Low-cost SUV filled a niche in China
Auto sales in China, the world's largest car market, are dominated by foreign brands. But among local automakers, Great Wall Motor Co. stands out for a business strategy that illustrates the adage about keeping it simple.
Great Wall came on the scene as automakers were churning out sedans, by far the most popular type of vehicle among Chinese consumers. Some foreign companies sold SUVs, but no one offered a low-cost SUV that fit the budget of many first-time buyers.
"As a latecomer to the market, it's not about what you want to do but what the competition will allow you to do," said Simon Chuang, general manager of Ries & Ries & Chuang & Wong, the China affiliate of marketing-strategy consultancy Ries & Ries, of Atlanta. It began working with Great Wall in 2008.
"Our assessment was that although SUVs were a small slice of the market" in 2008, "China would follow the growth trends of the United States and the rest of the world," Chuang said. "One day SUVs would have a much more significant share.
"Midrange models are mostly Japanese and Korean, like the [Honda] CR-V and [Toyota] RAV4. But no one was making entry-level SUVs. It was wide open."
Great Wall began to shift its focus from sedans to its Haval SUV, priced in the $13,000 to $24,000 range. The Haval makes up nearly half of Great Wall's sales. Its sales volume rose 71 percent last year, data from Ries & Ries show.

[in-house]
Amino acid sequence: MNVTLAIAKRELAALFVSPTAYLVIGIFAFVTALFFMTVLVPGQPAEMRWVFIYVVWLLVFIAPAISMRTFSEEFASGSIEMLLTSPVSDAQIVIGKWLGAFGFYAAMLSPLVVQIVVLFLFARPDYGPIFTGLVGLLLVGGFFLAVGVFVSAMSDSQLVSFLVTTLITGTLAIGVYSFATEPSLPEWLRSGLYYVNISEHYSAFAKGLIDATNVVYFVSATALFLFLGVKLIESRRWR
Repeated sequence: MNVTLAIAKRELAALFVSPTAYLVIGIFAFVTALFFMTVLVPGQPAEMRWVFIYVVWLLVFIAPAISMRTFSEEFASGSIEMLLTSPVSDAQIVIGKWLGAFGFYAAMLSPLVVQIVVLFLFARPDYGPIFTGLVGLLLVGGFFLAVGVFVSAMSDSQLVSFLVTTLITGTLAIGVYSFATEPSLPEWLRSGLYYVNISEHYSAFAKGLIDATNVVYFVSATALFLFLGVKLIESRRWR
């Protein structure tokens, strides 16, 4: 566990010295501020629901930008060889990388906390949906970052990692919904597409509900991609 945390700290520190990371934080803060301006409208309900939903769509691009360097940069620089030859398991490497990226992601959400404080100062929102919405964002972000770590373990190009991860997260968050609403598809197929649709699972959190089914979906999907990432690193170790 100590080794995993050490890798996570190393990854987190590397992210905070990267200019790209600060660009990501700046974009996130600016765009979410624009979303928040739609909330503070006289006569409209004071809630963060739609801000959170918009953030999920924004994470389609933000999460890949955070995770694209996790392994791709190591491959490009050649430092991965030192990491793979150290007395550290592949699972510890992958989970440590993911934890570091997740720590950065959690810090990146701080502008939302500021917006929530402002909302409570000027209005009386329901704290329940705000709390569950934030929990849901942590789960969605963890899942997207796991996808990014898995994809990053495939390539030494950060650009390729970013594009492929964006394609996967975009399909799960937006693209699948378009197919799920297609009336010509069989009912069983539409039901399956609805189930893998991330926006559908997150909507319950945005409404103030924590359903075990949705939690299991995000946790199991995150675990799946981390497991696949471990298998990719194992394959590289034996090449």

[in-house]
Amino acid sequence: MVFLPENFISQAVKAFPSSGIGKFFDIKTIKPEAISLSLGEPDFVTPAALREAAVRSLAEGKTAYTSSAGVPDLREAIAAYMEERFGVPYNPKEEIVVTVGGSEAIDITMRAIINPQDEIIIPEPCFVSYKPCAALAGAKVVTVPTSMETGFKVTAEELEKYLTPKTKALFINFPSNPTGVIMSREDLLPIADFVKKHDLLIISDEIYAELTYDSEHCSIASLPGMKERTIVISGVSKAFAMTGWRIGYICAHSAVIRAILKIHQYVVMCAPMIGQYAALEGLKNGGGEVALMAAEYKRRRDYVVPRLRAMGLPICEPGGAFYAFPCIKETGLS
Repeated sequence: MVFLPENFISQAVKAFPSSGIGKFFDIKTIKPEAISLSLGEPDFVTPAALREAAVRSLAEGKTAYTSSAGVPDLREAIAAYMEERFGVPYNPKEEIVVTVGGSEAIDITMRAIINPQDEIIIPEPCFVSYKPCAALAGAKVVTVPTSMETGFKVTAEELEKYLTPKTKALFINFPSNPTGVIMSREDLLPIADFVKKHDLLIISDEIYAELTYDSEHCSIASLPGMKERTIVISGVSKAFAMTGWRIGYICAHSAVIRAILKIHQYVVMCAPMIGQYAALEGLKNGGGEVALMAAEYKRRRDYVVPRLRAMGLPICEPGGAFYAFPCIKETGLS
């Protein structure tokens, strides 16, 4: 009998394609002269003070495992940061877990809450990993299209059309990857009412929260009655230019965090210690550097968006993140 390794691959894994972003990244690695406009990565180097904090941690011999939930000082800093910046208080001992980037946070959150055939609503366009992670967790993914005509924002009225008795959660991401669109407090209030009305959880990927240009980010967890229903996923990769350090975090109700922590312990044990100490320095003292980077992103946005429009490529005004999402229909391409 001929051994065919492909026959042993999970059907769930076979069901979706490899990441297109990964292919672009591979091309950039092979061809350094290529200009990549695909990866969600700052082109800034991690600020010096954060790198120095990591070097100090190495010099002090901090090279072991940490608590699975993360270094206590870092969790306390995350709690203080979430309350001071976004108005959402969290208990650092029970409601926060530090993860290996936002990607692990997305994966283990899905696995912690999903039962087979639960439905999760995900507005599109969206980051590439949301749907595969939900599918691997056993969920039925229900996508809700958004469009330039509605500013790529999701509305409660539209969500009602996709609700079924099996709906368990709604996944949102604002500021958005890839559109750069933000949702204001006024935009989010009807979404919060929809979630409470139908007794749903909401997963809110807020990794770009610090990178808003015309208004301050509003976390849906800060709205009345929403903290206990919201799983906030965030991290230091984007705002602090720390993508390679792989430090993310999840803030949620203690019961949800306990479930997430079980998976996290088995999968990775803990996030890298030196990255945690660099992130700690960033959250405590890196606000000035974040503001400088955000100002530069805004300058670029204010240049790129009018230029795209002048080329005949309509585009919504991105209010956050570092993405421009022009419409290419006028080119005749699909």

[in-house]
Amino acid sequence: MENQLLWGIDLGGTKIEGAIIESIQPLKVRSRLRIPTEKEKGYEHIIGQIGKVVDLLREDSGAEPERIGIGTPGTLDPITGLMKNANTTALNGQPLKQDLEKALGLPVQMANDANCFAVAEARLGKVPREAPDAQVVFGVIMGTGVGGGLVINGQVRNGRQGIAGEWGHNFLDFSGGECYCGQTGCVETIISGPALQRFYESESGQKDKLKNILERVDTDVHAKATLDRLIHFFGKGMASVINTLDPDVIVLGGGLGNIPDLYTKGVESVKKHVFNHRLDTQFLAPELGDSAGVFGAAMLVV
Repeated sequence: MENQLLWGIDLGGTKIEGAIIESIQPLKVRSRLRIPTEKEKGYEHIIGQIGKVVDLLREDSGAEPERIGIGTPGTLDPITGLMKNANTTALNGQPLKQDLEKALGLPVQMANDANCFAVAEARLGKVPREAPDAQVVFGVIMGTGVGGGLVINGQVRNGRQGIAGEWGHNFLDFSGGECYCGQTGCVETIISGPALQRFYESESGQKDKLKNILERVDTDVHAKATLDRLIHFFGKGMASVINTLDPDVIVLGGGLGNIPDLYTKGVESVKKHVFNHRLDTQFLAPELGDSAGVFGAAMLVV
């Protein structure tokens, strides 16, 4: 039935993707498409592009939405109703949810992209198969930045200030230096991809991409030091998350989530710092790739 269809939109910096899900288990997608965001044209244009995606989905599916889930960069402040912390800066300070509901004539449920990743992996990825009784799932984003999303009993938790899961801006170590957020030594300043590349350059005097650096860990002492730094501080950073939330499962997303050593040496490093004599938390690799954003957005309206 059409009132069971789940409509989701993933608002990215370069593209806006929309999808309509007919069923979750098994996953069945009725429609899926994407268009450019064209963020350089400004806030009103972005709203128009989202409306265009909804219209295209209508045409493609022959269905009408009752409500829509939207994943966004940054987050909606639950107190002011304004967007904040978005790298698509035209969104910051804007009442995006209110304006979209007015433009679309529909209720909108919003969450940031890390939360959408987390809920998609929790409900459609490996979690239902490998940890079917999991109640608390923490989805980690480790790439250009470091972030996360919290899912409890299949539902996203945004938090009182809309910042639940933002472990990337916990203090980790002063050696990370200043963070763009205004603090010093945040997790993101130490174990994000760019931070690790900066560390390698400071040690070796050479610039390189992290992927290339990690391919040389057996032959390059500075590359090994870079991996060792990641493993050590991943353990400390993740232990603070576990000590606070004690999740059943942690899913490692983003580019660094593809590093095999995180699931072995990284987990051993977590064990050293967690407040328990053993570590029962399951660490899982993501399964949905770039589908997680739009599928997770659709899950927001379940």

"We could fully see the size and potential of the Chinese market and, in 2010, it seemed like a company could succeed making any kind of vehicle. But that might not be the case long-term," Great Wall President Wang Fengying said. "We focused our resources on creating Haval SUV products and pulled back on other products, losing sales in the short term. But our main objective was to build long-term brand value."
While Great Wall was placing most of its focus on one model, rivals made missteps, including diversifying into unrelated industries. After a decade of strong sales, Chery Automobile Co. began making microvans and agricultural machinery. BYD Co., a battery maker that entered the auto business in 2003, has dabbled in solar power and home appliances.
In January, Great Wall said net profit for 2012 was up 66 percent to $934 million.
The Haval is popular in lower-tier markets, particularly rugged parts of western China. Incomes there are significantly lower than those in coastal cities in the east, but residents need tough vehicles to navigate the mountainous terrain and often rudimentary roads.
Great Wall doesn't do much advertising, focusing on PR and events to reinforce its positioning as China's SUV leader. Agency partners include Allyes and OpenTide and BlueFocus.
Great Wall vehicles are sold in 120 countries. To continue its success, the automaker must commit to overseas expansion, Chuang said.
"The Chinese market is growing, so the company might have decided to just focus on China," he said. "But this kind of thinking isn't advantageous in the long run."